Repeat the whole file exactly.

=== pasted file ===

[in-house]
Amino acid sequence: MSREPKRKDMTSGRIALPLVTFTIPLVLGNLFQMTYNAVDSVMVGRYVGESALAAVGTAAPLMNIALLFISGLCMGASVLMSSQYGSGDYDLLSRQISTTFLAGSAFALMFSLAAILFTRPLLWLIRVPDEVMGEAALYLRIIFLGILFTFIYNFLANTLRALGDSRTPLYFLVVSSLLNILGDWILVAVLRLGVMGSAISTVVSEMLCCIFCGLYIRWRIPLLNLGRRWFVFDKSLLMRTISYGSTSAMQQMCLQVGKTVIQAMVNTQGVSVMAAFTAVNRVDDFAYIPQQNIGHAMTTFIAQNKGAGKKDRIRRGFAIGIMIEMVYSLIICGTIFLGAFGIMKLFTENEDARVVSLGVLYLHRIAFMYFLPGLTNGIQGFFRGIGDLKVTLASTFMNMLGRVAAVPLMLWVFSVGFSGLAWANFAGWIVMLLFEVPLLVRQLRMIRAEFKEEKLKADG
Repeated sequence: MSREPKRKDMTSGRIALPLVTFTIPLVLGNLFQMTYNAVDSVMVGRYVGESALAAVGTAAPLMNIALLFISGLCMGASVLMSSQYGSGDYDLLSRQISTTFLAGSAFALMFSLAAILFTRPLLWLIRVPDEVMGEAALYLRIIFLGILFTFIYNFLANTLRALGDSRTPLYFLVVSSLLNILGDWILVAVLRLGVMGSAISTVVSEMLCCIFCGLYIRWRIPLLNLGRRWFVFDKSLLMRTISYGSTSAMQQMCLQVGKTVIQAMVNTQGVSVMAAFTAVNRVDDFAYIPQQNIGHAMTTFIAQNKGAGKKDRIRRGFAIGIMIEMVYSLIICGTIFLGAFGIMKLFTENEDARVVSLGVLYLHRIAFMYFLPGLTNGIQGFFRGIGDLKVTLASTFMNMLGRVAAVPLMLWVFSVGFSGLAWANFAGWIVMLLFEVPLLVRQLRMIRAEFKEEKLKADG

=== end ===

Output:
[in-house]
Amino acid sequence: MSREPKRKDMTSGRIALPLVTFTIPLVLGNLFQMTYNAVDSVMVGRYVGESALAAVGTAAPLMNIALLFISGLCMGASVLMSSQYGSGDYDLLSRQISTTFLAGSAFALMFSLAAILFTRPLLWLIRVPDEVMGEAALYLRIIFLGILFTFIYNFLANTLRALGDSRTPLYFLVVSSLLNILGDWILVAVLRLGVMGSAISTVVSEMLCCIFCGLYIRWRIPLLNLGRRWFVFDKSLLMRTISYGSTSAMQQMCLQVGKTVIQAMVNTQGVSVMAAFTAVNRVDDFAYIPQQNIGHAMTTFIAQNKGAGKKDRIRRGFAIGIMIEMVYSLIICGTIFLGAFGIMKLFTENEDARVVSLGVLYLHRIAFMYFLPGLTNGIQGFFRGIGDLKVTLASTFMNMLGRVAAVPLMLWVFSVGFSGLAWANFAGWIVMLLFEVPLLVRQLRMIRAEFKEEKLKADG
Repeated sequence: MSREPKRKDMTSGRIALPLVTFTIPLVLGNLFQMTYNAVDSVMVGRYVGESALAAVGTAAPLMNIALLFISGLCMGASVLMSSQYGSGDYDLLSRQISTTFLAGSAFALMFSLAAILFTRPLLWLIRVPDEVMGEAALYLRIIFLGILFTFIYNFLANTLRALGDSRTPLYFLVVSSLLNILGDWILVAVLRLGVMGSAISTVVSEMLCCIFCGLYIRWRIPLLNLGRRWFVFDKSLLMRTISYGSTSAMQQMCLQVGKTVIQAMVNTQGVSVMAAFTAVNRVDDFAYIPQQNIGHAMTTFIAQNKGAGKKDRIRRGFAIGIMIEMVYSLIICGTIFLGAFGIMKLFTENEDARVVSLGVLYLHRIAFMYFLPGLTNGIQGFFRGIGDLKVTLASTFMNMLGRVAAVPLMLWVFSVGFSGLAWANFAGWIVMLLFEVPLLVRQLRMIRAEFKEEKLKADG